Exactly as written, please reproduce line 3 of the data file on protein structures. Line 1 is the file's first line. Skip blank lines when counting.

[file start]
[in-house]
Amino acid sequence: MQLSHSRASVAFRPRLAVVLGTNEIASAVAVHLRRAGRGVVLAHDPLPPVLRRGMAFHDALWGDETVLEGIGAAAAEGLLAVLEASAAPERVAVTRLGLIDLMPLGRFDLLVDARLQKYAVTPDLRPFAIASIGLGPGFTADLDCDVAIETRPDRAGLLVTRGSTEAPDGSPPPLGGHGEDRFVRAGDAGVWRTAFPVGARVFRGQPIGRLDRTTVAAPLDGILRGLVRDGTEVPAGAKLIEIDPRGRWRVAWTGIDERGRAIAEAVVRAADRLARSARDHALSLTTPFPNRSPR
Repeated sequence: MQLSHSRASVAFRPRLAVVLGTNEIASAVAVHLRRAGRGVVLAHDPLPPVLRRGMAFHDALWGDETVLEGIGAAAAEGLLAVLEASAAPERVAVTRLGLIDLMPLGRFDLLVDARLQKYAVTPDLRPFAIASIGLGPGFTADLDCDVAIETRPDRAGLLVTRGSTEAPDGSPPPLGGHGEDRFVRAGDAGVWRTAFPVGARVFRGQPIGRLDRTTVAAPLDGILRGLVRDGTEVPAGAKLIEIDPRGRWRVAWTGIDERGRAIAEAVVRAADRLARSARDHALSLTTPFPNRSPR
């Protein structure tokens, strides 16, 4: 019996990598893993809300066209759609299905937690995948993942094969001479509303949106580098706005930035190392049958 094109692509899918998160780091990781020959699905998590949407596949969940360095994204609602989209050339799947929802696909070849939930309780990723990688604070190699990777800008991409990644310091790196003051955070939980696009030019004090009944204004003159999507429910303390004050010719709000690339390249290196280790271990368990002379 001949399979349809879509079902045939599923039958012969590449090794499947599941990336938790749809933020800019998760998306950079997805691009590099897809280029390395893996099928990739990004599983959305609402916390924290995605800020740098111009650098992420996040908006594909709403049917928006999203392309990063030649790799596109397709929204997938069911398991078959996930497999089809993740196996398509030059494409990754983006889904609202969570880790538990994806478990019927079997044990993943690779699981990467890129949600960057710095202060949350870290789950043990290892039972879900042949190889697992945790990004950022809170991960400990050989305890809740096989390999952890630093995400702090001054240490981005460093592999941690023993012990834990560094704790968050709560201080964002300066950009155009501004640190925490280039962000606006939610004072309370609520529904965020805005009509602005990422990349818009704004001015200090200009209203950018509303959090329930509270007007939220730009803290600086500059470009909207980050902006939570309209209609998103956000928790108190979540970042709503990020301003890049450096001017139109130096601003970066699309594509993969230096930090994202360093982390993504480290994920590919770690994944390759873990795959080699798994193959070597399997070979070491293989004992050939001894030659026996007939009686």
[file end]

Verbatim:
Repeated sequence: MQLSHSRASVAFRPRLAVVLGTNEIASAVAVHLRRAGRGVVLAHDPLPPVLRRGMAFHDALWGDETVLEGIGAAAAEGLLAVLEASAAPERVAVTRLGLIDLMPLGRFDLLVDARLQKYAVTPDLRPFAIASIGLGPGFTADLDCDVAIETRPDRAGLLVTRGSTEAPDGSPPPLGGHGEDRFVRAGDAGVWRTAFPVGARVFRGQPIGRLDRTTVAAPLDGILRGLVRDGTEVPAGAKLIEIDPRGRWRVAWTGIDERGRAIAEAVVRAADRLARSARDHALSLTTPFPNRSPR